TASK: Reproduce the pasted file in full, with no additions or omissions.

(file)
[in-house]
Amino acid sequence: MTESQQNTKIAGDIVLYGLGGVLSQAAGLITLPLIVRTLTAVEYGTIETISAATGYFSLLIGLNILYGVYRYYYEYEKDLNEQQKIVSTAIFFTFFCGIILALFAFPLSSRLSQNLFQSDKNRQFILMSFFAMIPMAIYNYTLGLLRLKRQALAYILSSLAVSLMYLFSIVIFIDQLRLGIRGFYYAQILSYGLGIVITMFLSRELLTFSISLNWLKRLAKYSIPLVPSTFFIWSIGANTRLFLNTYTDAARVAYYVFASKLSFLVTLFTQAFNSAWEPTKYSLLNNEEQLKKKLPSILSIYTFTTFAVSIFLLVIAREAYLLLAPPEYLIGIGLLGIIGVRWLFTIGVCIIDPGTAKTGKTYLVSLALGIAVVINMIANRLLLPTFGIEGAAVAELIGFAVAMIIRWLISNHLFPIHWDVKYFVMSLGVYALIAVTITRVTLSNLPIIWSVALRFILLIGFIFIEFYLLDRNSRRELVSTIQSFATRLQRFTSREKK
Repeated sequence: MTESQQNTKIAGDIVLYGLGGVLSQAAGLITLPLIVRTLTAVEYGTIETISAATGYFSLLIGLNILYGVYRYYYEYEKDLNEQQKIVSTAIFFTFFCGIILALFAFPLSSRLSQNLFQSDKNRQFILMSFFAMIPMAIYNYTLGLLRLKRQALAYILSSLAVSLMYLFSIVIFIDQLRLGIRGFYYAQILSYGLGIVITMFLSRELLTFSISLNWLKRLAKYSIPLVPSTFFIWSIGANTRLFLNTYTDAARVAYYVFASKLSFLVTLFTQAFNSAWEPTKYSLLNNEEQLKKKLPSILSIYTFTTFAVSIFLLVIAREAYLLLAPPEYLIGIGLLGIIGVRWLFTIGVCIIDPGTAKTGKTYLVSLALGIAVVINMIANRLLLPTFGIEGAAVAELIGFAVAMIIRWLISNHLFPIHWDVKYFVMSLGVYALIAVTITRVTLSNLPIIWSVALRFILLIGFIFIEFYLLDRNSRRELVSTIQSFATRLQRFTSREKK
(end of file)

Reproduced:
[in-house]
Amino acid sequence: MTESQQNTKIAGDIVLYGLGGVLSQAAGLITLPLIVRTLTAVEYGTIETISAATGYFSLLIGLNILYGVYRYYYEYEKDLNEQQKIVSTAIFFTFFCGIILALFAFPLSSRLSQNLFQSDKNRQFILMSFFAMIPMAIYNYTLGLLRLKRQALAYILSSLAVSLMYLFSIVIFIDQLRLGIRGFYYAQILSYGLGIVITMFLSRELLTFSISLNWLKRLAKYSIPLVPSTFFIWSIGANTRLFLNTYTDAARVAYYVFASKLSFLVTLFTQAFNSAWEPTKYSLLNNEEQLKKKLPSILSIYTFTTFAVSIFLLVIAREAYLLLAPPEYLIGIGLLGIIGVRWLFTIGVCIIDPGTAKTGKTYLVSLALGIAVVINMIANRLLLPTFGIEGAAVAELIGFAVAMIIRWLISNHLFPIHWDVKYFVMSLGVYALIAVTITRVTLSNLPIIWSVALRFILLIGFIFIEFYLLDRNSRRELVSTIQSFATRLQRFTSREKK
Repeated sequence: MTESQQNTKIAGDIVLYGLGGVLSQAAGLITLPLIVRTLTAVEYGTIETISAATGYFSLLIGLNILYGVYRYYYEYEKDLNEQQKIVSTAIFFTFFCGIILALFAFPLSSRLSQNLFQSDKNRQFILMSFFAMIPMAIYNYTLGLLRLKRQALAYILSSLAVSLMYLFSIVIFIDQLRLGIRGFYYAQILSYGLGIVITMFLSRELLTFSISLNWLKRLAKYSIPLVPSTFFIWSIGANTRLFLNTYTDAARVAYYVFASKLSFLVTLFTQAFNSAWEPTKYSLLNNEEQLKKKLPSILSIYTFTTFAVSIFLLVIAREAYLLLAPPEYLIGIGLLGIIGVRWLFTIGVCIIDPGTAKTGKTYLVSLALGIAVVINMIANRLLLPTFGIEGAAVAELIGFAVAMIIRWLISNHLFPIHWDVKYFVMSLGVYALIAVTITRVTLSNLPIIWSVALRFILLIGFIFIEFYLLDRNSRRELVSTIQSFATRLQRFTSREKK